Tri-fold Book-1I’ve listed to a lot of stories this last week. Thankfully. They were a great amusement, comfort, and distraction as I waited for results of a medical procedure my husband was undergoing at a local hospital.

One of the disadvantages of moving away from long established relationships is that no one knows you story. One of the advantages of moving to a new area is that no one knows your stories. Those often told anecdotes that gift life with its rhythm, drama, and humor. I heard stories of skiing accidents where a heart surgeon skillfully sutured a facial wound so finely no scar remains. I heard stories of a navy man, lashed to the conning tower of a surfaced submarine, who was momentarily, though it seemed like a lifetime, submerged by a rouge wave. And the story of a prank pulled on a nurse by a patient who substituted ginger ale for his urine sample. When she worried that it looked a bit pale, the patient seized the beaker, drank it down to her horror, and said, “Let me run it through again.”

The stories were well crafted, stripped of the inessentials, allowing the drama of the event to build, the blood to drip, the ocean-swelling fear to register, the quasi-revulsion, see-it-coming recoil to mingle with laughter. What a way to spend the day with two new guy friends listening to one another’s stories. The books of our lives are filled with such artistry. Yet at the heart of each story is a crisis, a possible bad outcome…that ends, thankfully, with a good resolution. By swapping these ski and sea stories the guys were speaking hope into our story…even that hospitals can be a place for lightheartedness.

Our story? Though slightly more bionic, my husband is home, doing well, creating sawdust out in the garage, and making excellent progress on his Mississippi riverboat model. At the same time he is researching a more heart healthy diet…as well as more elaborate model ships. That’s our story…and we’re sticking to it.

What’s one of your stories that names a crises, suggests potential bad outcomes, and resolves well? Have you ever considered that as a story of hope that you might speak into another person’s story? Have you ever considered including that in a book of your spiritual story? If not, will you now?

PS – One of the sweet pieces of the story was being able to spend the afternoon and evening with someone who knows our stories – our daughter who loved us as a mother hen.

4 comments to Stories

  • Judy Siudara

    Title- The Brain Wave is Flat. a long story but that part had a very potentially lethal outcome- unplug the feeding tube and let her ( me) die in about 4 days. Blessedly, my husband Pete did not choose that option and in 61/2 months I woke up , with the same crazy brain wave as before the aneurysm! The telling of this story ,mostly on the train as I traveled back and forth every 2 weeks from So.Cal. to Central Valley, was significant to many who heard it. and there was ALWAYS someone who came into the range of hearing it every time I traveled up or back. and their stories back to me were just as powerful, although as different as could be many times. A reminder- when you tell a story, listen to the response from the hearer- it will tell you if he/she got it. wonderful post , Lynne. J.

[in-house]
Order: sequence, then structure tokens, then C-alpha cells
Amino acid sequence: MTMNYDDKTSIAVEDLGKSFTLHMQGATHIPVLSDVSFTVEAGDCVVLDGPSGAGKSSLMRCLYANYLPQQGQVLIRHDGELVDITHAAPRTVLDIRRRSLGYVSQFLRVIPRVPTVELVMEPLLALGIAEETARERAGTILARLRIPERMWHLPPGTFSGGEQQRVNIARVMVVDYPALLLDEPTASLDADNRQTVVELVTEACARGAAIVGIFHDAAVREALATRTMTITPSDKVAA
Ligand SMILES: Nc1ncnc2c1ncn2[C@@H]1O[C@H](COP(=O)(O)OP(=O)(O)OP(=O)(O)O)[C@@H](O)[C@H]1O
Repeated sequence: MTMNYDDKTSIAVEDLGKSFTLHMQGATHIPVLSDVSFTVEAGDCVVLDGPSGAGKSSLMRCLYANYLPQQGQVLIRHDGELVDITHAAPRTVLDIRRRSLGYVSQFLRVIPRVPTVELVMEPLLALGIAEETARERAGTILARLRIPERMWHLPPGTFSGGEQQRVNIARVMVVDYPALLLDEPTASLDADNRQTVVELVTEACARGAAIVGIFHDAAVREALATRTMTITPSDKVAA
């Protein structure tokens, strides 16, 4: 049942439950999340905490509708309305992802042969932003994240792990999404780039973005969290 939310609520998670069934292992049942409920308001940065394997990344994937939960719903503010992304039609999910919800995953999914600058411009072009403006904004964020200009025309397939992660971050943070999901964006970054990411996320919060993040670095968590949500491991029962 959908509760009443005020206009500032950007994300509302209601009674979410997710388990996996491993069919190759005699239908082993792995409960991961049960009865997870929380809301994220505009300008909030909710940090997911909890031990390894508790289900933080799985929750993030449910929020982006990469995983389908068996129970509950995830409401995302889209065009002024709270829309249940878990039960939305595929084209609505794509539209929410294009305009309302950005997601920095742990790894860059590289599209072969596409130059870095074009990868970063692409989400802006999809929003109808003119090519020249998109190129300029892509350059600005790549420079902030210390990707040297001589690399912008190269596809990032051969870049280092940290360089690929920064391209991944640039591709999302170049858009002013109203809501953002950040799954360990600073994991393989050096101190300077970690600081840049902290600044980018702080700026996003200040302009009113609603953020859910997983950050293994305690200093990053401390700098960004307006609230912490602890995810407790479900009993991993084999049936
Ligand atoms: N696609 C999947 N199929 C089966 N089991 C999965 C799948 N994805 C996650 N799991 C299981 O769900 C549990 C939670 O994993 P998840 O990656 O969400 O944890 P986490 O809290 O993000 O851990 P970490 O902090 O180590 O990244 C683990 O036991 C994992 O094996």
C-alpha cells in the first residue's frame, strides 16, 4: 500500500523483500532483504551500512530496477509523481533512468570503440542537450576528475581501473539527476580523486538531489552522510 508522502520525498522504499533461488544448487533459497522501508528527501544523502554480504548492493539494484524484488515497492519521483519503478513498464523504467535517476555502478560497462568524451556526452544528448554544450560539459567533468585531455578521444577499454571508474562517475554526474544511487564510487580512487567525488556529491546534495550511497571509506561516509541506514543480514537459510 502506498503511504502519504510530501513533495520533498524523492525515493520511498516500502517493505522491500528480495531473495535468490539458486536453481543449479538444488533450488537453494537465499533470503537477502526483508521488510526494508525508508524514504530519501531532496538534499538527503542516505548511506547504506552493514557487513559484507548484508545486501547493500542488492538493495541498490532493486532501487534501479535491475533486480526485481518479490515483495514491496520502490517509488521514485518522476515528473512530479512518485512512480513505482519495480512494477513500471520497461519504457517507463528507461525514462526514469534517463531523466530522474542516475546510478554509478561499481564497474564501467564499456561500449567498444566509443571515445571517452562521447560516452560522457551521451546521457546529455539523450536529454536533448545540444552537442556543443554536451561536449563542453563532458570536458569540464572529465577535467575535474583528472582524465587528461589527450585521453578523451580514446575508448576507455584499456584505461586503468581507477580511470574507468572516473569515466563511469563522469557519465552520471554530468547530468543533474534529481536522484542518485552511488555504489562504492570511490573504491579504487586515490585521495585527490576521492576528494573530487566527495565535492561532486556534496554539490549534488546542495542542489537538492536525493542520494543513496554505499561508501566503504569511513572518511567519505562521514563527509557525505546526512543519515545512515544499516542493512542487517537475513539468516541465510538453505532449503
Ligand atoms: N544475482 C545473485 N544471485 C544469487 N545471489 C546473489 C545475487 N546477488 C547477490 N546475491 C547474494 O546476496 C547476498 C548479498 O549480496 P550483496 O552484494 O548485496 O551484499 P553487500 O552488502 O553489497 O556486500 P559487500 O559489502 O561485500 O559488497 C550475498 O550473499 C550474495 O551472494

• Lori

    I am happy to hear that Robert is back in the garage crafting with wood, a true sign of healing of both body and mind! How scary for you, but thankful for the people God placed in your path to walk with you through this.

  • Karen Greenslate

    So Glad Robert is doing well….saw the pic of healthy ‘chips’ that you posted. We have been making an effort to eat for health…and I can say we are feeling the difference…and appreciating the effects. I can also say that TIME to chop, grate, wash and prepare fresh foods is a not my favorite factor.
    When I was 10, I was hospitalized in an Army Hospital in San Antonio, TExas. My parents lived at Fort Hood, too many miles to come to visit me very often. The challenge was my lungs: too many bouts with bronchial pneumonia (likely asthma). So doctors suggested they REMOVE my left lung. My mom, without too much hesitation or research, reacted. She said, “Absolutely not. Leave the lung to heal.” And three years later, my Dad was transferred from Germany (where I continued to be pretty sick) to White Sands, New MExico. In that desert, I healed up, and thrived. Since then, the desert has become for me, a place of healing, of rest, of beauty. Sure glad for Moms and their sometimes fierce, maybe uninformed, but from the heart reactions!

  • cynthia Hashbarger

    Lynne… Sorry to learn now that Robert has not been well. and pray he now is on the mend.. Perhaps garage time will be a good part of the healing. and the fun of wood working..
    .On another note. I was cleaning thru some of my boxes in the garage this week..and came across some of Thomas’s childhood and
    favorite books.. Time to pass them to his little girls Kate is 5 and Madeline 3.. and the very favorite of his now became their favorite..

    Remember The Little Engine that could? I thought I could.. I thought I could. I thought I could. so the years disappeared and we three had
    fun reading it over and over.. and I remembered that tow headed little boy of mind doing the same.. Happy day to you and Robert. Love, Cynthia

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